“We have been inundated this year and have reached the $100,000 threshold,” said Gallucci. She told the Council that while she doesn’t track the time it takes to process these requests, it is time consuming. Logging public records requests is now required by law and the log must include, at minimum, the identity of the requester, the date of the request, the text of the request, a description of the records produced, a description of any redacted or withheld records, the reasons for any redactions or withholding, and the date of the final disposition of the request.

The requested software has the reporting metric points built in, has a comprehensive web portal where every document including emails are located in the same place, allows the requestor to log in and track their records requests, and offers proactive technology which will eventually reduce the time spent on fulfilling requests at a cost of $4,700 per year with a renewal fee each following year.

“The goal of this program (software) is that all the documents requested will be in that portal,” said Gallucci.

Councilman Ray Dobbs asked if a requester would be able to print from the portal. Gallucci said she wasn’t sure, but would find out.

City Administrator Mike Jackson brought forth a recommendation for a Council consensus to bring forth a motion at the March 13 Council meeting to hire Julie Brunner, Housing and Community Development, to perform preliminary work on drafting a housing availability and needs assessment for Chelan and to work on the potential of forming a Community Land Trust in Chelan and the surrounding area.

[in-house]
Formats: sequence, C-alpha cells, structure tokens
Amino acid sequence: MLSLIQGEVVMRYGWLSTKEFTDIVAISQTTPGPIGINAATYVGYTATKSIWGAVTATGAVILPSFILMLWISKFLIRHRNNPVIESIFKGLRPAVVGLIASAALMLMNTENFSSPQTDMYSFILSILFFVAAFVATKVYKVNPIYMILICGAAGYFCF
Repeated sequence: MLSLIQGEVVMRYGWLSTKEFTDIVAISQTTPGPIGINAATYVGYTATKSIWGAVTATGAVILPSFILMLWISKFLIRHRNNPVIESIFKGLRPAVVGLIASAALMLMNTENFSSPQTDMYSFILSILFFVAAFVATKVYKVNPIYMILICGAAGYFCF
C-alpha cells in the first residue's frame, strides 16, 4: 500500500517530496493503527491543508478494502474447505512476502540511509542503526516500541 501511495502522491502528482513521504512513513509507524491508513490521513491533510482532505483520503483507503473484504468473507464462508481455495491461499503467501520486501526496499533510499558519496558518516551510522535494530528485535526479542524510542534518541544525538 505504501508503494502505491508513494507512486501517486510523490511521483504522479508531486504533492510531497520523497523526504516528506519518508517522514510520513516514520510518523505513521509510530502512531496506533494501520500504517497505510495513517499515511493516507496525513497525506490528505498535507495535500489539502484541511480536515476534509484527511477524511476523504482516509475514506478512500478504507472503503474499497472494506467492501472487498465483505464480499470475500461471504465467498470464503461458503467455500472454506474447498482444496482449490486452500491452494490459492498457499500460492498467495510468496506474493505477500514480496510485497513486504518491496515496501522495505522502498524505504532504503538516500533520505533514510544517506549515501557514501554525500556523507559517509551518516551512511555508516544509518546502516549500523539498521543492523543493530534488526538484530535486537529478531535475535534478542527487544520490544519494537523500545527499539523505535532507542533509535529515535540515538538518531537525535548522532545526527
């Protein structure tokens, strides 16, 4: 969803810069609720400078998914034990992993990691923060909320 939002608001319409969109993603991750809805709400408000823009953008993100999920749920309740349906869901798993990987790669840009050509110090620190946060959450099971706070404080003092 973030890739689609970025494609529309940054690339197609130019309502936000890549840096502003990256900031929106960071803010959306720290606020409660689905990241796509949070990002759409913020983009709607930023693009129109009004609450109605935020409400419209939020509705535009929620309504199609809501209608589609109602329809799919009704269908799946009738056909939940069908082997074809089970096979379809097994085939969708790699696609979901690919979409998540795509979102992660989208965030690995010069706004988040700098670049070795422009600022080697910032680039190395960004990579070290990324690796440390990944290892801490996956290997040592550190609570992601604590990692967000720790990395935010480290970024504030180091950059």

Mayor Cooney remarked, “We are not going to get affordable housing in our community without a land trust.” Hollingsworth added that having Brunner on board would help with this issue.”She would help us refine it and focus on the issues. There are a lot of organizations going on a parallel track.”

Dobbs asked if there was a plan for the City to subsidize the affordable housing issues. Cooney replied that there are plans for a major fundraiser and tax credit. “We are trying to sell this to the community… we have to sell it. It is a topic that is dominating and hurting our community. It is the highest priority for people who want to live here and work here,” said Cooney.

John Olson and Steve Kline both commented during the Citizen Comment period that the City needs to look into helping to provide rental units because 80 to 90 percent of the low income workers are looking for rentals, not to purchase a home.

The next City Council meeting is on Tuesday, March 13, beginning at 6 p.m.

Author: allthingslakechelan

I have been a journalist, photojournalist and reporter in the Lake Chelan Valley since 1988; first with the Wenatchee World, then 15 years at the Lake Chelan Mirror and another 12 years at GoLakeChelan. Currently, I am semi-retired but can't give up the media gig which is why I started All Things Lake Chelan blog. I also have two social media platforms; allthingslakechelan/facebook and lakechelansportsandrecration/facebook. I am also a professional photographer with many credits with major outlets around the world.